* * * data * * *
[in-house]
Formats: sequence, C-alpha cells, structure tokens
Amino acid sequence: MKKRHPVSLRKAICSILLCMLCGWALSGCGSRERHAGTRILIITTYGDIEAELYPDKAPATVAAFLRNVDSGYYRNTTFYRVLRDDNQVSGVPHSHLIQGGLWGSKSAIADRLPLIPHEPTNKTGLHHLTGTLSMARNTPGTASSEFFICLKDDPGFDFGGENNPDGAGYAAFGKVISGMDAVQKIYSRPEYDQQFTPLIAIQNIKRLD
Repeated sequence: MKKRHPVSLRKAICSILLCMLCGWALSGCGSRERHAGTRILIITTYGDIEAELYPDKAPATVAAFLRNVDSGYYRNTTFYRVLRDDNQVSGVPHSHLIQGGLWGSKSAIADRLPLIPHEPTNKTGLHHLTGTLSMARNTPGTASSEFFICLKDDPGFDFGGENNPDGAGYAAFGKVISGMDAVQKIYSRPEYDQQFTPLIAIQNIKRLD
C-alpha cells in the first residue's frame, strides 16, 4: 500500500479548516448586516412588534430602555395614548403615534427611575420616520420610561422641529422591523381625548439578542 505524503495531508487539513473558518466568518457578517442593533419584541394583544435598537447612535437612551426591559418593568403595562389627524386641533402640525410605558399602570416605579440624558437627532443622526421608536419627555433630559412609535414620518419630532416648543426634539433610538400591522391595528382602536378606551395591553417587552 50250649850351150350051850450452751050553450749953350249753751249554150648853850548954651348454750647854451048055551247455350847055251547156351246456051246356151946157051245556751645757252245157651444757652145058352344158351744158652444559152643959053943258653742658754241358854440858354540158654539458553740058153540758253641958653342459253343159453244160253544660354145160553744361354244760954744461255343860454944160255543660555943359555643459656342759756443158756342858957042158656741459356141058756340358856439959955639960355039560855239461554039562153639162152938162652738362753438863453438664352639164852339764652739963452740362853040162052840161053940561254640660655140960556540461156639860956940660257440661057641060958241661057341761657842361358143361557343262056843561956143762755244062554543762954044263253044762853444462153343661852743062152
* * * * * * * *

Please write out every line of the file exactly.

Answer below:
[in-house]
Formats: sequence, C-alpha cells, structure tokens
Amino acid sequence: MKKRHPVSLRKAICSILLCMLCGWALSGCGSRERHAGTRILIITTYGDIEAELYPDKAPATVAAFLRNVDSGYYRNTTFYRVLRDDNQVSGVPHSHLIQGGLWGSKSAIADRLPLIPHEPTNKTGLHHLTGTLSMARNTPGTASSEFFICLKDDPGFDFGGENNPDGAGYAAFGKVISGMDAVQKIYSRPEYDQQFTPLIAIQNIKRLD
Repeated sequence: MKKRHPVSLRKAICSILLCMLCGWALSGCGSRERHAGTRILIITTYGDIEAELYPDKAPATVAAFLRNVDSGYYRNTTFYRVLRDDNQVSGVPHSHLIQGGLWGSKSAIADRLPLIPHEPTNKTGLHHLTGTLSMARNTPGTASSEFFICLKDDPGFDFGGENNPDGAGYAAFGKVISGMDAVQKIYSRPEYDQQFTPLIAIQNIKRLD
C-alpha cells in the first residue's frame, strides 16, 4: 500500500479548516448586516412588534430602555395614548403615534427611575420616520420610561422641529422591523381625548439578542 505524503495531508487539513473558518466568518457578517442593533419584541394583544435598537447612535437612551426591559418593568403595562389627524386641533402640525410605558399602570416605579440624558437627532443622526421608536419627555433630559412609535414620518419630532416648543426634539433610538400591522391595528382602536378606551395591553417587552 50250649850351150350051850450452751050553450749953350249753751249554150648853850548954651348454750647854451048055551247455350847055251547156351246456051246356151946157051245556751645757252245157651444757652145058352344158351744158652444559152643959053943258653742658754241358854440858354540158654539458553740058153540758253641958653342459253343159453244160253544660354145160553744361354244760954744461255343860454944160255543660555943359555643459656342759756443158756342858957042158656741459356141058756340358856439959955639960355039560855239461554039562153639162152938162652738362753438863453438664352639164852339764652739963452740362853040162052840161053940561254640660655140960556540461156639860956940660257440661057641060958241661057341761657842361358143361557343262056843561956143762755244062554543762954044263253044762853444462153343661852743062152